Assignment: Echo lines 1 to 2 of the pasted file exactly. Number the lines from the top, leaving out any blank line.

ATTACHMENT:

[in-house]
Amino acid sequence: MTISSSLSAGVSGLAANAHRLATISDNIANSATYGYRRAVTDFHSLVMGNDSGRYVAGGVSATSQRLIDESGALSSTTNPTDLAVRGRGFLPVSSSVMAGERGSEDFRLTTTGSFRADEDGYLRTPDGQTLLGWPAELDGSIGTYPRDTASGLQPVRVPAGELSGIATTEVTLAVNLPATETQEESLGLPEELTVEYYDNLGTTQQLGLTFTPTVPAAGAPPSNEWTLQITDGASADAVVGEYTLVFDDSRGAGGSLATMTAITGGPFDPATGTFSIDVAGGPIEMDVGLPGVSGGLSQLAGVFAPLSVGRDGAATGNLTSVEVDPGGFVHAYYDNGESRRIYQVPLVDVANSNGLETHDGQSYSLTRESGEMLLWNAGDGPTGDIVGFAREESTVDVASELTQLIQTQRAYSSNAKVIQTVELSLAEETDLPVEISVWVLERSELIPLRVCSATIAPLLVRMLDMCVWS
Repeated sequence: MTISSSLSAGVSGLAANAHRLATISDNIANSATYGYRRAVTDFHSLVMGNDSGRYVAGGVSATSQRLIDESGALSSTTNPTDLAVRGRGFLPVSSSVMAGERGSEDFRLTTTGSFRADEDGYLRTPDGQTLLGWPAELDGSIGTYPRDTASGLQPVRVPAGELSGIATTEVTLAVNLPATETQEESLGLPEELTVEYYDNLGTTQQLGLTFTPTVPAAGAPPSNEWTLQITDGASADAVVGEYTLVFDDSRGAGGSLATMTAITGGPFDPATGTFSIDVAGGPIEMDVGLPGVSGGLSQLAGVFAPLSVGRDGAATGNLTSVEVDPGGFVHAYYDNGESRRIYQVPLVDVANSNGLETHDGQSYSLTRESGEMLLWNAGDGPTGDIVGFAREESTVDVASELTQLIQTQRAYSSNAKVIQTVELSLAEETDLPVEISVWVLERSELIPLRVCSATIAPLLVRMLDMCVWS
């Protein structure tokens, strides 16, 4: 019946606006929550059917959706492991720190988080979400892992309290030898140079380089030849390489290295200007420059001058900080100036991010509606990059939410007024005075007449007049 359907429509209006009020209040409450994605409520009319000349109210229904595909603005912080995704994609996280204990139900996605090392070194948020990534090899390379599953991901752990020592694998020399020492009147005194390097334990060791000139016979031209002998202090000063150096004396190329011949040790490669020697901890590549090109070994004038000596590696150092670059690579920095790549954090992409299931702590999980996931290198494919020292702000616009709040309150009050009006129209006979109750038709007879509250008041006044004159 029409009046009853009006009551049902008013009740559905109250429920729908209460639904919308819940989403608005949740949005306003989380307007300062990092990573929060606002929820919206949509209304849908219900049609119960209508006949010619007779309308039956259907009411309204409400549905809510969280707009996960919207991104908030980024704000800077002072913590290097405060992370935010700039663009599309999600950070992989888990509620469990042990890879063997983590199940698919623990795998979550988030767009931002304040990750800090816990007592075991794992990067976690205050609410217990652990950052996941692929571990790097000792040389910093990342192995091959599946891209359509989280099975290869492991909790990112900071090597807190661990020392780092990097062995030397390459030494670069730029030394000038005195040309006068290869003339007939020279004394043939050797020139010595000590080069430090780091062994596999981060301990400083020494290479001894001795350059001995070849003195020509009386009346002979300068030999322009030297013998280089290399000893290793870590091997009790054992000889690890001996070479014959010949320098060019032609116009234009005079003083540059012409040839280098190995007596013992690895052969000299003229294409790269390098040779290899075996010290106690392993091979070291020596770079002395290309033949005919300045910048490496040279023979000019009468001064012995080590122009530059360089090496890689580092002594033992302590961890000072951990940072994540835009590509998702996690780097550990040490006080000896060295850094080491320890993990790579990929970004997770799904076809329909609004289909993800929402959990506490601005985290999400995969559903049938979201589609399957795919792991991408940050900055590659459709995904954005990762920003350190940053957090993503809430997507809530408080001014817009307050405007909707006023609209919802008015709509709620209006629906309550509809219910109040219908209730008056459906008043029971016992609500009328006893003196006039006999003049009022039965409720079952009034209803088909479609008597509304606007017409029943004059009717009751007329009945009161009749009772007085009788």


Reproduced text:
[in-house]
Amino acid sequence: MTISSSLSAGVSGLAANAHRLATISDNIANSATYGYRRAVTDFHSLVMGNDSGRYVAGGVSATSQRLIDESGALSSTTNPTDLAVRGRGFLPVSSSVMAGERGSEDFRLTTTGSFRADEDGYLRTPDGQTLLGWPAELDGSIGTYPRDTASGLQPVRVPAGELSGIATTEVTLAVNLPATETQEESLGLPEELTVEYYDNLGTTQQLGLTFTPTVPAAGAPPSNEWTLQITDGASADAVVGEYTLVFDDSRGAGGSLATMTAITGGPFDPATGTFSIDVAGGPIEMDVGLPGVSGGLSQLAGVFAPLSVGRDGAATGNLTSVEVDPGGFVHAYYDNGESRRIYQVPLVDVANSNGLETHDGQSYSLTRESGEMLLWNAGDGPTGDIVGFAREESTVDVASELTQLIQTQRAYSSNAKVIQTVELSLAEETDLPVEISVWVLERSELIPLRVCSATIAPLLVRMLDMCVWS